The first and most important thing that you need to do in order to identify Depression glass is to get your hands on a Depression glass reference book. It has become an essential tool for any serious collect who wants considerable help in recognising authentic glassware. There are a number of reference books available in the market, though some of the most popular ones include “Colored Glassware of the Depression Era” by Hazel Maria Weatherman and “The Collector’s Encyclopedia of Depression Glass” by Gene Florence.
You can identify Depression glass by closely examining them for little bubbles. Since the glass was made in a time when America and Europe were going through the Great Depression period, the main focus was on affordability instead of quality. This lead to a very prominent characteristic in the Depression glass, little bubbles. Even though the glass is famous because of its beautiful colours and patterns, the air bubbles and imperfections have also become an integral part of the identity of the glass.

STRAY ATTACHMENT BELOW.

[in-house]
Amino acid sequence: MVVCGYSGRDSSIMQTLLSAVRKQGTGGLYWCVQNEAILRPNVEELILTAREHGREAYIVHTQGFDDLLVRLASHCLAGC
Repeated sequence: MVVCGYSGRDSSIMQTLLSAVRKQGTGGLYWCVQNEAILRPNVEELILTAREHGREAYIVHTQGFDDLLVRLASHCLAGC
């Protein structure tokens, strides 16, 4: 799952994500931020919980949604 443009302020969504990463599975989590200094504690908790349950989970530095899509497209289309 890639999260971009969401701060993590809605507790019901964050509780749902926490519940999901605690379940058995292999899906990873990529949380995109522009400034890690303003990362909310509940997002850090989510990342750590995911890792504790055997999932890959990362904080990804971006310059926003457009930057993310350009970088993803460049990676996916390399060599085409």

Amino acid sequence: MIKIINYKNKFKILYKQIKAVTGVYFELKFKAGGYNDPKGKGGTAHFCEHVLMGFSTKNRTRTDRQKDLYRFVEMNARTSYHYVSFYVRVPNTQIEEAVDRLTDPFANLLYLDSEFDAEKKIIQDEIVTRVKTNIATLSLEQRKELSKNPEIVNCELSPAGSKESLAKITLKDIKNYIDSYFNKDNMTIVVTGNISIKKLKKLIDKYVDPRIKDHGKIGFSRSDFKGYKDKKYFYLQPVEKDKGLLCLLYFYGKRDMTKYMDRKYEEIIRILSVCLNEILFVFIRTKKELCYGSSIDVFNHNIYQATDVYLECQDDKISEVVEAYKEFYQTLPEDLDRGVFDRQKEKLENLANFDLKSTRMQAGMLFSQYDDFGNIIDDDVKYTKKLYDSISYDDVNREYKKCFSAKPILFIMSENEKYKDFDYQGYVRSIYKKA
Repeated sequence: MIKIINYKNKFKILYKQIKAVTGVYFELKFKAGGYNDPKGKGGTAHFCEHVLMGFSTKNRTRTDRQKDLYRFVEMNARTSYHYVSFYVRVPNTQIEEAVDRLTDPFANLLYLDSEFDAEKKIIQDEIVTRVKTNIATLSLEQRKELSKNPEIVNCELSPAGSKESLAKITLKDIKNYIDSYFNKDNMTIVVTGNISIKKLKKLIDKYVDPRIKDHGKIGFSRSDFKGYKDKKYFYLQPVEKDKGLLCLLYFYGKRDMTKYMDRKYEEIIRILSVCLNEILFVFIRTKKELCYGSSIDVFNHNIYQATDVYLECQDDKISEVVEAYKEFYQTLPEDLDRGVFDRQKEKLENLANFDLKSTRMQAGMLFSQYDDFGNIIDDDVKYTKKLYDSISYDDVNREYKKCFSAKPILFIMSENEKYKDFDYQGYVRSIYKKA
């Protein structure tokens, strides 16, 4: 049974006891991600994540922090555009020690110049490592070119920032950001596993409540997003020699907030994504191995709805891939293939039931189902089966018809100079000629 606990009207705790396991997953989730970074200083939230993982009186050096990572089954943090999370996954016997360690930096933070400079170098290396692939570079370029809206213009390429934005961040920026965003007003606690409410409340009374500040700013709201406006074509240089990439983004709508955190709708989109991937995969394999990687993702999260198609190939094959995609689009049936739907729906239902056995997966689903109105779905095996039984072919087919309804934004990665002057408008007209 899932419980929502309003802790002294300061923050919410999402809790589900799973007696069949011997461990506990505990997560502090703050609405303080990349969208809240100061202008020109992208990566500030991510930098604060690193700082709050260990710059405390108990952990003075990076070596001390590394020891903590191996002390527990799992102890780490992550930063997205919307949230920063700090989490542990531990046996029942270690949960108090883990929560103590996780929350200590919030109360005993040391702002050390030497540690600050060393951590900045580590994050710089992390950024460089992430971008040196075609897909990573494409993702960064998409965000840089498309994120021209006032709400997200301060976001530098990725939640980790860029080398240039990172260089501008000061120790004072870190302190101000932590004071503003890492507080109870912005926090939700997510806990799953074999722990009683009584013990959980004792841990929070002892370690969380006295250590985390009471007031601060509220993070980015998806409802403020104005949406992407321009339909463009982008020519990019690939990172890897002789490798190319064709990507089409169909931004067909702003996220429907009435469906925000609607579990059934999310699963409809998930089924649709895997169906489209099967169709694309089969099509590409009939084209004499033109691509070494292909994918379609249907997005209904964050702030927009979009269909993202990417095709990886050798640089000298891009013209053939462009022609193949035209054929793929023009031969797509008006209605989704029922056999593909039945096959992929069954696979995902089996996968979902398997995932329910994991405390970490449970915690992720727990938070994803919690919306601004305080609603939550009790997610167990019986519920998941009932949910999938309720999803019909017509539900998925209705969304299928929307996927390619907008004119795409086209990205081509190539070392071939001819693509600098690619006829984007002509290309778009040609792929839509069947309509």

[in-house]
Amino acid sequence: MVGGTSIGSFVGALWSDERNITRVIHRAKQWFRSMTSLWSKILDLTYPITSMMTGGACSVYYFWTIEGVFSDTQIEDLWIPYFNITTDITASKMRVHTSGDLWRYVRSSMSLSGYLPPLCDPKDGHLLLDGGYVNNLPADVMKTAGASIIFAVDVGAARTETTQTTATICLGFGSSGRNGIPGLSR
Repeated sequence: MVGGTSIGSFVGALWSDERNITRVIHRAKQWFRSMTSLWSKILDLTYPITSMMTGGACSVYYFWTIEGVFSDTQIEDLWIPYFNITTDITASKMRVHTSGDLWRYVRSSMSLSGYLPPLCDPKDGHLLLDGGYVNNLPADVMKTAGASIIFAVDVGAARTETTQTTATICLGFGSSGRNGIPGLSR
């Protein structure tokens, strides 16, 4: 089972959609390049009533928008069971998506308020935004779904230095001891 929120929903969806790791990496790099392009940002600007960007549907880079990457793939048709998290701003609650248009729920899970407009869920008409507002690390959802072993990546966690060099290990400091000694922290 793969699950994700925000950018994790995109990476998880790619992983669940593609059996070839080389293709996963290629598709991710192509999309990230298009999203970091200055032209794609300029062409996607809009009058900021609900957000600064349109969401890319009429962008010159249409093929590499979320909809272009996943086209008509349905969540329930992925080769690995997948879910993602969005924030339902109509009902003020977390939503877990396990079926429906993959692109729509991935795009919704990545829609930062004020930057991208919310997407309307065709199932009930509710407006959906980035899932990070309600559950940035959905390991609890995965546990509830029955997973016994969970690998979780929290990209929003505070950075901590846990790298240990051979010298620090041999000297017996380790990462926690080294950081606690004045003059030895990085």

Since the Depression glass pieces are machine-made, they are not perfectly finished and therefore can be identified by marks left by the mould. Look for the distinctive line running through the middle of the Depression glass. If you are unable to view the marks left by the mould, then the glass that you are looking at is not Depression glass at all. If it a widely known and accepted fact that Depression glass has flaws and it is what define them. Talking to any avid Depression glass collector and they will tell you the same thing.
You need to become familiar with the most renowned Depression glass makers, the colours they typically used and the particular designs they carved and embedded on the glass. You will have to do a lot of research to familiarise yourself with the famous Depression glass manufacturers.